“One of the best things about being in this profession is that I’ve eaten really great food for most of my life,” he says. “I tell my students, even if you decide this isn’t the industry for you, you will still have the skills to not just feed yourself, but feed yourself well.”
One basic skill everyone should know: How to use a knife. James shows us the go-to knives in his kitchen toolbox.
This slicer’s Granton edge makes it perfect for working with proteins. Use it for slicing roasts and fish, or even bread.
This 10” Mercer chef’s knife is made in America, but boasts a Japanese edge with a bit of a curve to it. “That helps it rock and move really nicely,” James explains. “I test drove this one for awhile and I’ve been using it ever since. It’s a mid-grade knife so you’re looking at about $100.”
From the hammered Damascus steel blade to the high-end handle material, this Japanese knife is the top-of-the-line model that James recommends “if you really want to do something nice for yourself, and you have the skill level to use it.” High-quality knives like this have a full tang, meaning the blade is one solid piece of metal that runs through the handle. You can spot them by the line of metal running down the edge of the handle and the rivets in the handle that make this knife one solid kitchen tool.
James found this antique gem in his attic and added it to his tool collection. “It can stay wet for a long period of time and this is high carbon steel so it sharpens really well.”
This Victorinox Forschner knife boasts a wooden handle that doesn’t get slippery when you start getting messy and cutting up meat carcasses. “It has a nice, thick blade, but I can still get in there and do what I need to do without it being cumbersome. Some knives like this can be extra wide and trying to work around bones gets to be a little difficult,” James says.
This peeler knife, also known as a tourne knife, is for peeling vegetables or dvoing specialty cutting to create garnishes or pretty food art. “I don’t use this one that often,” James admits. “I usually default back to my regular knife.”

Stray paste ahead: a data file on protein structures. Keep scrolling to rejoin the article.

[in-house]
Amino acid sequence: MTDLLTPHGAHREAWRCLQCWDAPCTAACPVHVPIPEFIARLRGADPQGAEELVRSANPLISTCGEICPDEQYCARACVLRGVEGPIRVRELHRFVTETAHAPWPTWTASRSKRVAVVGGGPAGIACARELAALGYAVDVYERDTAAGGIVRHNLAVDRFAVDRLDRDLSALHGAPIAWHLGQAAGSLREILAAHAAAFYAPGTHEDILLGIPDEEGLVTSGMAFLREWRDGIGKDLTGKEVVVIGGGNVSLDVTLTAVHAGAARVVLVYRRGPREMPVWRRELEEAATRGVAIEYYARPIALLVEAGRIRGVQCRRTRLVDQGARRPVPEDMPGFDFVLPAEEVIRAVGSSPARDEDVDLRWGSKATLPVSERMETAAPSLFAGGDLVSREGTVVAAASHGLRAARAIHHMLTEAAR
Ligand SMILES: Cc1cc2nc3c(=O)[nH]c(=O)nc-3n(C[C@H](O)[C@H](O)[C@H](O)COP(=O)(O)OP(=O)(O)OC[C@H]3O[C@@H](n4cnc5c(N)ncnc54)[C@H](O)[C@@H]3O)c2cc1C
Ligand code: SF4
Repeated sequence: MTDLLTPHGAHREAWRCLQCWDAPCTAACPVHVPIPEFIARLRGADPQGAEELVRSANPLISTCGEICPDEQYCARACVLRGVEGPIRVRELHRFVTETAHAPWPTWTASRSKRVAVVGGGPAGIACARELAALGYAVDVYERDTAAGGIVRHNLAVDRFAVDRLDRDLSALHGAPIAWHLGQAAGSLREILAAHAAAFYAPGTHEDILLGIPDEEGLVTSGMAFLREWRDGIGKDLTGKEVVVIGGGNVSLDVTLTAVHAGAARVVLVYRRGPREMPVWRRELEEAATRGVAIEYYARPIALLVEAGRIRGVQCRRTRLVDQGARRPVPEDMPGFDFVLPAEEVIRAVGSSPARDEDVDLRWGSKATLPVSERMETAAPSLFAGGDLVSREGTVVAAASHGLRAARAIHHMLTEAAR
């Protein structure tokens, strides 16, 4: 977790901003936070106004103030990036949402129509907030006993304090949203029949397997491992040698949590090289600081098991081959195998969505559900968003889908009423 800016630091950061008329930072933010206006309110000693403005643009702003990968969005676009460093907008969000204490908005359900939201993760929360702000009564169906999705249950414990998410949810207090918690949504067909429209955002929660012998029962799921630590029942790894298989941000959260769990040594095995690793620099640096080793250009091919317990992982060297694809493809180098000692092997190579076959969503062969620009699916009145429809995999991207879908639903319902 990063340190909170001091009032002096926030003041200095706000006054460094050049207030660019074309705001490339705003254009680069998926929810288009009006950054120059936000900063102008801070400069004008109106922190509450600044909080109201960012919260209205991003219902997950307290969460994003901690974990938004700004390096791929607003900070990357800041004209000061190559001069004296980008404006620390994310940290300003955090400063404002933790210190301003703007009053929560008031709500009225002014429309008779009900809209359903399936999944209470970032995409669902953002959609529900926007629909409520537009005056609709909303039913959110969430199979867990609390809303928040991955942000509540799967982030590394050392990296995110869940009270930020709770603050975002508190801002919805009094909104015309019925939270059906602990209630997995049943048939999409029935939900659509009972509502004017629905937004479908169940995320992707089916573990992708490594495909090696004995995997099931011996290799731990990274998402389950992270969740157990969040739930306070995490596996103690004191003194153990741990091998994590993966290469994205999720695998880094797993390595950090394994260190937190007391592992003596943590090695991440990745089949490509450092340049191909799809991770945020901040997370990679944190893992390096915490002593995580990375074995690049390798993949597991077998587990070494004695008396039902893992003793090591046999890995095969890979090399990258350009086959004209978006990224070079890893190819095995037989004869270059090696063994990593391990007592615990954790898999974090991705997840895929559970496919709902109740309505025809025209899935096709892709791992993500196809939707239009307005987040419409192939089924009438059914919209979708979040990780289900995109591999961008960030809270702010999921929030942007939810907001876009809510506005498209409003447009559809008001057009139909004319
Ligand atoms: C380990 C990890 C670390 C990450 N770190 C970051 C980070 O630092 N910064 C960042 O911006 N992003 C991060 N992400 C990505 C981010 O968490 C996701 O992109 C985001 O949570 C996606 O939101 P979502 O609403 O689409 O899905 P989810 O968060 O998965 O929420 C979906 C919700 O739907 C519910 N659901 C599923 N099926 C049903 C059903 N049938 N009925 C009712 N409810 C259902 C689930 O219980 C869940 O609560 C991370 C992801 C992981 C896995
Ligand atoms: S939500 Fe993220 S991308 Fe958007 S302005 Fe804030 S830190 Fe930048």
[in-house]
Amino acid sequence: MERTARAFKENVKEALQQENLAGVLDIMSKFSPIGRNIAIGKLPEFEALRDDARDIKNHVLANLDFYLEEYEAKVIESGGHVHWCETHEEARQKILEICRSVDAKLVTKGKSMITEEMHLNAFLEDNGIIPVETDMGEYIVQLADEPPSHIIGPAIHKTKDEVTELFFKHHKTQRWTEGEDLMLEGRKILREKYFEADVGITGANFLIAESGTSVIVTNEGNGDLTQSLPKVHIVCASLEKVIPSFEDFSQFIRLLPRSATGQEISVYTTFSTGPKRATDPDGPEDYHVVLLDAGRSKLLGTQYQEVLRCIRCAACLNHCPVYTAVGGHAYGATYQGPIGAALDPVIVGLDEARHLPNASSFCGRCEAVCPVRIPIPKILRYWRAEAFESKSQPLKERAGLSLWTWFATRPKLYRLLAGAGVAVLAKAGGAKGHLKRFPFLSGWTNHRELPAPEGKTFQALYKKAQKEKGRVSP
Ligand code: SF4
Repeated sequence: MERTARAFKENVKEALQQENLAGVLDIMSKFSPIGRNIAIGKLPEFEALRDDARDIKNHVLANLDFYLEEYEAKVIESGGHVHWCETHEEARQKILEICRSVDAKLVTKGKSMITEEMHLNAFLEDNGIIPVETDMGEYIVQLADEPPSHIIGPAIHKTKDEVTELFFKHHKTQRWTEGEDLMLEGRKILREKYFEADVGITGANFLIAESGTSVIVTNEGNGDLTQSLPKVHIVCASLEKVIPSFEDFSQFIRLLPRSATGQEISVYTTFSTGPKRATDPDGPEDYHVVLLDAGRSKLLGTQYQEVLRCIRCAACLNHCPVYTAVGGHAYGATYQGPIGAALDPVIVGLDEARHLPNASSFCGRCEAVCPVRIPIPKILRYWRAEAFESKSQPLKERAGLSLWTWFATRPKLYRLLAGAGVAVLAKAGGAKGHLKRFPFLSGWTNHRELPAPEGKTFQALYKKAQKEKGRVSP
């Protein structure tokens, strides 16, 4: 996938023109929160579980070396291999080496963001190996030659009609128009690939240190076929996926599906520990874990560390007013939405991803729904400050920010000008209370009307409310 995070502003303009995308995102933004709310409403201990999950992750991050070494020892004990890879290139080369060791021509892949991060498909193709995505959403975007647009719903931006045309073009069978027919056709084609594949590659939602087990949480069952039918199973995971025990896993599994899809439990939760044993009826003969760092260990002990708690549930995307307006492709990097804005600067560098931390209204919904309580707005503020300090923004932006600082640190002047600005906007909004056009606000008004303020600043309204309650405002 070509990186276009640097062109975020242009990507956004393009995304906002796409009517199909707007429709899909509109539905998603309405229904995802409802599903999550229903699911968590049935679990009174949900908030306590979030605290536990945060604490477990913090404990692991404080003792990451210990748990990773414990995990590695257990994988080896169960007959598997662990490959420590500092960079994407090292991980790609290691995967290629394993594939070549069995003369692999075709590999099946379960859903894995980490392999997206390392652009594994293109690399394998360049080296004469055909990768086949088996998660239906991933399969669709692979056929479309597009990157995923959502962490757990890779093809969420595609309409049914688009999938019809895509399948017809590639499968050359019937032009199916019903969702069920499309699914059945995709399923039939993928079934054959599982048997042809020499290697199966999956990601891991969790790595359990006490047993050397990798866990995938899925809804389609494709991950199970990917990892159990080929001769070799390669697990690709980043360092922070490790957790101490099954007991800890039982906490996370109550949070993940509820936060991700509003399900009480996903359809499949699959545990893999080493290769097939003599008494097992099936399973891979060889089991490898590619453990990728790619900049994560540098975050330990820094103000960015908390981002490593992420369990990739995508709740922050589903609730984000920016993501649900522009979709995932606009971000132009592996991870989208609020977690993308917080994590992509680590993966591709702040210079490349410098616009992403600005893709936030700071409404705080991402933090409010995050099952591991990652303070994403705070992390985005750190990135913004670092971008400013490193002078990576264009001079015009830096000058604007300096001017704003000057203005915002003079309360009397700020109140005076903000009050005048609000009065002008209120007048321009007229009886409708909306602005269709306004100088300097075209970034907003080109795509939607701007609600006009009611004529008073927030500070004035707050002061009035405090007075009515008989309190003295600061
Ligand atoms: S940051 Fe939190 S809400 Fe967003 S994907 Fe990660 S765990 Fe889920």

Every chef needs a good 8” knife in their stock. James likes this one from Swiss brand Victorinox which costs about $35. “It has a thin blade with a really nice shape and a nice, non-slip handle. For the money, the quality is really nice.”
James says he likes the size of this slicer because it works for many different applications. He adds that although this knife is inexpensive, it’s still stainless steel so he doesn’t have to “baby” it.
The thin blade on this Mercer paring knife makes it ideal for doing delicate work.
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Steps to the Perfect Cut
Step 1: Take the Right Stance
If you stand directly parallel to your work surface, you’re hands aren’t going to be in the proper position. Your thumb will most likely be sticking out, just begging to get cut off. Instead, James recommends putting one foot forward and coming at your work surface at about a 30 degree angle. It doesn’t matter if it’s your left or right foot, as long as it’s comfortable for you. “If you make the claw (see Step 3) and drop it down on to your surface in this stance, your hand will automatically fall in the right position,” James says.
Step 2: Hold the Knife Correctly
In most instances, James teaches his students the pinch grip. Pinch the knife between thumb and forefinger right at the edge of the handle. Make sure your thumb is on top and fingers are curled under the handle. “A lot of people try to stretch their finger out across the top of the knife. That’s going to make you wobbly and leave you with no control. Plus, you’re arm is going to get fatigued within minutes,” James explains.
Step 3: Know What to Do with Your Other Hand
“Make a claw with your hand, like you’re going to chase your little sister around or something,” James says. “Then drop that claw right down on the cutting service to hold whatever you’re cutting. Now you can work all day long without worrying about cutting yourself. It’s when a finger is flat on the board that it gets in the way.”
The pinch grip:
Pinch the knife between thumb and forefinger right at the top edge of the handle.